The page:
's Jeff Bezos Buys The Washington Post

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UPDATED: Newspaper sold for $250 million to online shopping magnate days after the New York Times sells the Boston Globe.'s Jeff Bezos has agreed to buy the newspaper businesses of the Washington Post Co. for $250 million. When the deal closes in about 60 days, the billionaire entrepreneur intends to include it in his personal investment portfolio, which is unaffiliated with the giant online retailer he founded.

The sale includes the flagship newspaper, The Washington Post, founded in 1877 and perhaps best known for its Pulitzer-Prize winning coverage of the Watergate scandal in the 1970s that brought down the presidency of Richard Nixon. Other assets included in the deal include Express newspaper, the Gazette Newspapers, Southern Maryland Newspapers, Fairfax County Times, El Tiempo Latino and Greater Washington Publishing.

Not included in the transaction are Kaplan, Post-Newsweek Stations, Cable One, Slate Magazine,, Foreign Policy, the WaPo Labs, SocialCode, an interest in Classified Ventures and some real estate assets, including the company's headquarters building in downtown Washington, DC.

The company that remains after Bezos acquires the newspaper publishing assets will change its name, though it has not yet settled on what the new name will be. Bezos could presumably retain the Washington Post Co. moniker to house the assets he is buying. He also said Katharine Weymouth, a member of the controlling Graham family, will stay on as publisher of the Washington Post. The parties also said no employees will lose their jobs because of the transaction.

Like other newspapers, the Washington Post  has had a difficult time growing its finances -- or even maintaining the status quo -- as consumers have flocked to the Internet for news on-demand. In the first half of this year, circulation has fallen 7 percent and revenue at the company's newspaper publishing unit was off 2 percent compared to the same frame a year earlier. The division reported an operating loss of $49.3 million in the first six months of the year, up from an operating loss of $33.2 million in the same period a year prior.

Still, the company's shares are up 56 percent so far this year and the stock closed 2 percent higher on Monday to $568.70.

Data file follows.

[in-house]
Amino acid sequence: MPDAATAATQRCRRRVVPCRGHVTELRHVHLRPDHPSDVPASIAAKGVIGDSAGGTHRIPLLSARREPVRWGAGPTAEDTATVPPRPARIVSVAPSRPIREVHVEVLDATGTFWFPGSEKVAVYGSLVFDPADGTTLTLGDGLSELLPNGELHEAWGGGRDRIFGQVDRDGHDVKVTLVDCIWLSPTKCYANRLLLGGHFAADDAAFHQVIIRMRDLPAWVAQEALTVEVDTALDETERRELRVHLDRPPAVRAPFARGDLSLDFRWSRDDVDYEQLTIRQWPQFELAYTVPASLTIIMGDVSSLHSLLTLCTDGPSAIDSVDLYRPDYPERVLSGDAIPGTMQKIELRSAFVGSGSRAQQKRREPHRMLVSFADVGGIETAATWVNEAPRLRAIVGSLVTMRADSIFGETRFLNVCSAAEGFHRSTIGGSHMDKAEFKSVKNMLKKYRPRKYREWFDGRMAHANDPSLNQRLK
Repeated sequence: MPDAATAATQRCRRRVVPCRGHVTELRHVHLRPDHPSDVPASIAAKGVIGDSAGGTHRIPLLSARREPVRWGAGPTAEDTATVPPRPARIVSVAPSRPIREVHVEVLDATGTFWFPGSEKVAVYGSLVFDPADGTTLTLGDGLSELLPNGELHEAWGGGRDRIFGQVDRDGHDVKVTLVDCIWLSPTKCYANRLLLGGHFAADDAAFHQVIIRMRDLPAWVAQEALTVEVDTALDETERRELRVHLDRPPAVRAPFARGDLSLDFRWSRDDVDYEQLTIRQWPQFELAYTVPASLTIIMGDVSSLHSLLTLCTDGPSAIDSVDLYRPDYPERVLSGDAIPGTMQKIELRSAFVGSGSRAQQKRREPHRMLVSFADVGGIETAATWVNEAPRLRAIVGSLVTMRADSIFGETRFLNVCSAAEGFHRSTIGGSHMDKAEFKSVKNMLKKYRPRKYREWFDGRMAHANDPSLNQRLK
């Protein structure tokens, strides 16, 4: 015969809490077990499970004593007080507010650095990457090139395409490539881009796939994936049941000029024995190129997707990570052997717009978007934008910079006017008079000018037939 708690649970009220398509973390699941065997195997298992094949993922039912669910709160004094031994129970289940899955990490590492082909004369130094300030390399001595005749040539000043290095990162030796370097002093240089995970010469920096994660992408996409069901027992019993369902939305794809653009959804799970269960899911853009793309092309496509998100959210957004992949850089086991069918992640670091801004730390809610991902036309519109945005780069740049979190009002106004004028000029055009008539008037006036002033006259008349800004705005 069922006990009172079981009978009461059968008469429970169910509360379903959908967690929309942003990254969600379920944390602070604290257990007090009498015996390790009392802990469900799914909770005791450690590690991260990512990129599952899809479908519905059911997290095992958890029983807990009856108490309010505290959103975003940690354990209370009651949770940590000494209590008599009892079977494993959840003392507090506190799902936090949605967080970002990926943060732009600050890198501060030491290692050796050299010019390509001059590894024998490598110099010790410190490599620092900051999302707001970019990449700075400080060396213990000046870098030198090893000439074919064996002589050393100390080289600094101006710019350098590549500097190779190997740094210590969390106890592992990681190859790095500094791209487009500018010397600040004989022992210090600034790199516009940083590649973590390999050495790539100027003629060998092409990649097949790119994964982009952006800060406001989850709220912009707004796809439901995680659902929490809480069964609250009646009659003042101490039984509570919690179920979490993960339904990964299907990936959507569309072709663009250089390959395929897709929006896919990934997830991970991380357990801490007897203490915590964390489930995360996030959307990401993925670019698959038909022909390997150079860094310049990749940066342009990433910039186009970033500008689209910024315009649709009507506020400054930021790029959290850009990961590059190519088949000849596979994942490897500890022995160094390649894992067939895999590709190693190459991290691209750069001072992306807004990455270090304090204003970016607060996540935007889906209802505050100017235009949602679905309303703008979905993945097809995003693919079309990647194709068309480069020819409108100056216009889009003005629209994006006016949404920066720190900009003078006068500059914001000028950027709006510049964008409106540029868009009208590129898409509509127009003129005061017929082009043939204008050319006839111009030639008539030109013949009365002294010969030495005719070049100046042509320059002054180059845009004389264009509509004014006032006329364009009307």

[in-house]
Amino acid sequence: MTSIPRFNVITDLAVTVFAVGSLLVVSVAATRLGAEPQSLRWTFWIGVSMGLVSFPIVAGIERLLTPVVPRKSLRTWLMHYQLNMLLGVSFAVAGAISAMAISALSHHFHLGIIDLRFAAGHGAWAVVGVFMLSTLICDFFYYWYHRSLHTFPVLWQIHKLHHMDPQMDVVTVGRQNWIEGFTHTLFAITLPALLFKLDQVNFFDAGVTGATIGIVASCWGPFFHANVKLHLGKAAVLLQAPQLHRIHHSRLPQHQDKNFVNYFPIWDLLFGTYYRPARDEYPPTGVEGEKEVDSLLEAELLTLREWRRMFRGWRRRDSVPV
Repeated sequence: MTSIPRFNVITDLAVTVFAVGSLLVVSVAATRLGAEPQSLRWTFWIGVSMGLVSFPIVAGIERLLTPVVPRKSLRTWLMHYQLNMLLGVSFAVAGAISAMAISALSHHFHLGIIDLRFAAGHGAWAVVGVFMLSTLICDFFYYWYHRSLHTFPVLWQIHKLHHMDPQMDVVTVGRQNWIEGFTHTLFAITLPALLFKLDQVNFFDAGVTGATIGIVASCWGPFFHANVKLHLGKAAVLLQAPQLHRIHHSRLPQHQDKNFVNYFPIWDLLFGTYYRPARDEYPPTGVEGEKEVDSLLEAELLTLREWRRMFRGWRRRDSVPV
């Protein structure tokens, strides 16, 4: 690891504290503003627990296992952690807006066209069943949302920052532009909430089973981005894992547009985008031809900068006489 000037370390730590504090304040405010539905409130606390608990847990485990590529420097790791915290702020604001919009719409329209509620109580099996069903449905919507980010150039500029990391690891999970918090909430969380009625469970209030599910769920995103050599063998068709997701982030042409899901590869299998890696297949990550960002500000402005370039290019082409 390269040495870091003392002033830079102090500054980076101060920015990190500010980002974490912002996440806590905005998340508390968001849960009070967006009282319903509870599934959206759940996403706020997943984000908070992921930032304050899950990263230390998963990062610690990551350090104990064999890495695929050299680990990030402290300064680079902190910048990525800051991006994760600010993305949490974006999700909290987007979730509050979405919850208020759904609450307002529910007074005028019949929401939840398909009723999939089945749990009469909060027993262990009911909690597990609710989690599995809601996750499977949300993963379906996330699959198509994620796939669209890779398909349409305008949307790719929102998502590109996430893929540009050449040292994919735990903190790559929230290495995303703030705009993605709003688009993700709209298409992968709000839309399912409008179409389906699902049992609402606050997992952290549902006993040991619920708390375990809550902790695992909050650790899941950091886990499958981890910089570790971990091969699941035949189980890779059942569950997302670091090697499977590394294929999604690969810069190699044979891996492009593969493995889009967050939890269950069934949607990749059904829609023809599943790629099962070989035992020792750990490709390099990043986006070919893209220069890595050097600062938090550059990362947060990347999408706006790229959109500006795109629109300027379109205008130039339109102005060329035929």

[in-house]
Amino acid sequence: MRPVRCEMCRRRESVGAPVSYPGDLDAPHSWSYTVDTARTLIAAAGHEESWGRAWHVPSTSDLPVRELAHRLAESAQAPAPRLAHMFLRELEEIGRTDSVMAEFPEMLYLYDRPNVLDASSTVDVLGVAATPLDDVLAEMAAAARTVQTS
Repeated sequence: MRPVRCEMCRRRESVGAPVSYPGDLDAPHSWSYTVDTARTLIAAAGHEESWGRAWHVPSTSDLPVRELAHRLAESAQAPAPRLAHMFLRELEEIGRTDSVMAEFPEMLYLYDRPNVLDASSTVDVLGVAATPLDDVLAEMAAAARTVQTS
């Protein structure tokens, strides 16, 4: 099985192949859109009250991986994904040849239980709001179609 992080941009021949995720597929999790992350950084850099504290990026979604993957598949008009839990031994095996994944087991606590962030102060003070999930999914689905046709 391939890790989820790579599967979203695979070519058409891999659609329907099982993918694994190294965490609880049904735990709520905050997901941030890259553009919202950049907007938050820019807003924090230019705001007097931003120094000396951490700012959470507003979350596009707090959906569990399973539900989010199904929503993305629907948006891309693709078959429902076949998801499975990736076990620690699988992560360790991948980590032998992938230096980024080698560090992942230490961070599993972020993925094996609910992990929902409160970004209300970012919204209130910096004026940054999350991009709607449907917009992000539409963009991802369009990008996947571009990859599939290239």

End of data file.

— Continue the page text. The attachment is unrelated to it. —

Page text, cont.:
"Everyone at the Post Company and everyone in our family has always been proud of The Washington Post--of the newspaper we publish and of the people who write and produce it," said Washington Post Co. and CEO Donald E. Graham in a statement. "I, along with Katharine Weymouth and our board of directors, decided to sell only after years of familiar newspaper-industry challenges made us wonder if there might be another owner who would be better for the Post (after a transaction that would be in the best interest of our shareholders). Jeff Bezos's proven technology and business genius, his long-term approach and his personal decency make him a uniquely good new owner for the Post."

In a story about the sale, the Washington Post reported that, "With extraordinary secrecy, Graham hired the investment firm Allen & Co. to shop the paper ... Allen's representatives spoke with a half-dozen potential suitors before the Post Co.'s board settled on Bezos, 49, a legendary tech innovator who has never operated a newspaper."

"I understand the critical role the Post plays in Washington, DC and our nation, and the Post’s values will not change,” Bezos said in a statement. “Our duty to readers will continue to be the heart of the Post, and I am very optimistic about the future.”

The deal puts the newspaper with a reputation for Pulitzer Prize-winning journalism under the sole control of Bezos, who told a reporter that he would remain in Seattle and delegate day-to-day running of the paper to its existing management.

“I have a fantastic day job that I love,” he said.

The announcement comes just days after the New York Times Co. sold the Boston Globe to Boston Red Sox owner John Henry for $70 million.

The Post Co. sold Newsweek to audio magnate Sidney Harman in 2012 for $1, plus some $40 million in pension obligations. Harman merged it with Barry Diller's IAC Corp.-owned online magazine The Daily Beast, though over the weekend Diller sold Newsweek for an undisclosed amount to online publisher IBT Media.